I believe, at last count, we, have five or six ex-Panthers on the roster, plus some already long gone and toiling elsewhere.
It's gotten to the point that with the rain coming down here last week and my friend. Norm, in Edmonton, for business freezing his butt off, I suggested that we move to Florida, cheer for the Panthers and wait for the next ex-Canuck to arrive. In conclusion, Gillis has gone from learning the ropes to coming close to hanging from them.
As for the coach, my other hockey bud, Dave, suggested Torterella had no idea what it takes to win in the Western Conference; the travel is murder, especially for West Coast teams. Yet, he was playing, riding, our “stars' 5-10 minutes longer than their usual playing time, each and every game and now is surprised or doesn't buy into the theory that some of the older dudes might be a little tired. When you're tired, doing anything, you're more prone to injury and more so making mistakes. He has also introduced, “shot blocking.” How many injuries has that led to, I ask?
It's not the strategy per se, but it's like the coal trains and the oil tankers. You don't speed up the process and try to get all the oil and gas and coal or whatever to market in one week, every week: kaboom. That is especially true when the shipping compartments are a little fragile to begin with.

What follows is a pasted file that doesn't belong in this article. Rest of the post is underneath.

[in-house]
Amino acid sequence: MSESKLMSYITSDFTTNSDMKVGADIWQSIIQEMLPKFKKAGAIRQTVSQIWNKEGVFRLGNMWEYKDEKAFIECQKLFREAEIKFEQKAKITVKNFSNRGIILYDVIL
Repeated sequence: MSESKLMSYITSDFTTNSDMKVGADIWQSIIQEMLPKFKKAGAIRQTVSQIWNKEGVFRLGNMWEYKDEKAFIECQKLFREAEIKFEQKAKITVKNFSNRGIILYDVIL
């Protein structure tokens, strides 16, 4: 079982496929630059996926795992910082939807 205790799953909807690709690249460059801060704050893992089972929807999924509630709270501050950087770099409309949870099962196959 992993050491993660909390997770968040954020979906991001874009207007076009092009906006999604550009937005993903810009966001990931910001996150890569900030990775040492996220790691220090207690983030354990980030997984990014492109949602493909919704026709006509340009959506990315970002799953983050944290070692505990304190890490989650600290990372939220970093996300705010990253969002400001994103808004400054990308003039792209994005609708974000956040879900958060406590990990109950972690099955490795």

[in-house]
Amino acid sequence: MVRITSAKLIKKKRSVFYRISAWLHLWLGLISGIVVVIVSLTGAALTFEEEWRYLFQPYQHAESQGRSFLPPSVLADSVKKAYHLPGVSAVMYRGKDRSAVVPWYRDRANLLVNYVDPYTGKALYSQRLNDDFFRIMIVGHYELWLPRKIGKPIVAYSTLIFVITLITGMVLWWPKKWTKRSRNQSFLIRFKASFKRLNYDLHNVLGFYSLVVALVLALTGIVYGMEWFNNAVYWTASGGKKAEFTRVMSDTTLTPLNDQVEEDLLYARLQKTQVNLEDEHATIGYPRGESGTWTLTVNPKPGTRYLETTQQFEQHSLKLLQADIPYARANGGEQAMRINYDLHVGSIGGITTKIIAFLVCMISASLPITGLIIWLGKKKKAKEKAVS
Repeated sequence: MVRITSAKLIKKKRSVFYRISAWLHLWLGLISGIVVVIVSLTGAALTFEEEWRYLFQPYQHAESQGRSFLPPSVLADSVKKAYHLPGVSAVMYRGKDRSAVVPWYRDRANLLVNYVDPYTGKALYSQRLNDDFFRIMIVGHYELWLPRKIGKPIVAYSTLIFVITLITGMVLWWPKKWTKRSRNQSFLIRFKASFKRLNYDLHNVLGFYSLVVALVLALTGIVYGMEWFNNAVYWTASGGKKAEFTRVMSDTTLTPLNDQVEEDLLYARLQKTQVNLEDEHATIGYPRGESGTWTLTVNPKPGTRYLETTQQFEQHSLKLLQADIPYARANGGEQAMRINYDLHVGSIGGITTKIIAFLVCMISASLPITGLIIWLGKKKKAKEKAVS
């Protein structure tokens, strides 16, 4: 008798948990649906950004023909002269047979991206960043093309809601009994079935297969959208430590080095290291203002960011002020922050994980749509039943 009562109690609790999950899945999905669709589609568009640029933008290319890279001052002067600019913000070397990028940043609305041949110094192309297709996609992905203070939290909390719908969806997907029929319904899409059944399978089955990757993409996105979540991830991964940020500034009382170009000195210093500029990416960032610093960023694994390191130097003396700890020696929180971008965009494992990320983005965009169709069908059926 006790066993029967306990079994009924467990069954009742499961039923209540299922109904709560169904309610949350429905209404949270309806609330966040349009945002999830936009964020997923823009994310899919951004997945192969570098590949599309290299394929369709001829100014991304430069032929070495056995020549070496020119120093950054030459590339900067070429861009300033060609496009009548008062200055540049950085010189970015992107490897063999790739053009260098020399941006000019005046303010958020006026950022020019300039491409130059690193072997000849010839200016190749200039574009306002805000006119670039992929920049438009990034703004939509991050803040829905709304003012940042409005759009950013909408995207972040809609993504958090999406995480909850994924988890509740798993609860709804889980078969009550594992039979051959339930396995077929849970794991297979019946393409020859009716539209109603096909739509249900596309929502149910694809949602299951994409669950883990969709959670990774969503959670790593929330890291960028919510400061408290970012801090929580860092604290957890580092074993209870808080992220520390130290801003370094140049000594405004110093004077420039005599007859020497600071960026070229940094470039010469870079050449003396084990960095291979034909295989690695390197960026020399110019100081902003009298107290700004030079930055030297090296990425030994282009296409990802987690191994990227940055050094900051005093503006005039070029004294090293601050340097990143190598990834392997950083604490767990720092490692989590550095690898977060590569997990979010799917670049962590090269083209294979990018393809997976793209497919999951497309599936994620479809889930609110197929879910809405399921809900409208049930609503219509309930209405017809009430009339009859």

Of course then,” Torts' himself, pushing too strongly on his own non-fail-proof buttons, exploded, earning himself a six game suspension in the middle of a losing streak. Then, he decides not to play Roberto at the Heritage Classic, the outdoor indoor money grab by the NHL, but a marquee game on the schedule. Chicago and Pittsburgh played the night before in a raging snow storm; here we closed the roof due to a little rain and any snow the viewers saw in the stadium was manufactured, like the whole freaking event, since the 100 year celebration isn't till next year.
Nor, it must be said, to reiterate what CBC's Jim Houston or some other hockey guru correctly concluded, did management nix that coaching decision, apparently with none of them realizing the implications, not completely to the team or even Louie BUT to the fan base. If the reaction of Luongo or his agent to that sporting crime would be enough to get most GMs surprised Gillis fired on the spot.
One fan suggested that our GM and his owners have been channeling old Leafs owner Harold Ballard, notorious for wild and weird hirings and firings and other doings.
Years ago here in WTF land, circa 1979 and 1980, when I first became a Canucks fan, we had such ex-Leaf,” greats' as Tiger Williams and Gerry Butler, each of whom had their tales to tell about treatment at the hands of one HB.
During those years, The Canucks traded away, among others, Cam Nealy and Rick Vaive, who, as a rookie, went to Toronto in that Tiger Williams and Butler trade and promptly became the Leafs first-ever 50-goal scorer. A couple of years ago here, we sent Michael Grabner to, you guessed it, Florida. He ended in Islanders territory, where he blossomed into a legitimate scoring threat.
Meanwhile, in our current goal-less malaise, last week we brought up a fourth-line grinder from the farm instead of our leading scorer, on a streak, in Utica, who they brought in on Saturday, but maybe due to fan outrage and in a home game, in a home game, no less.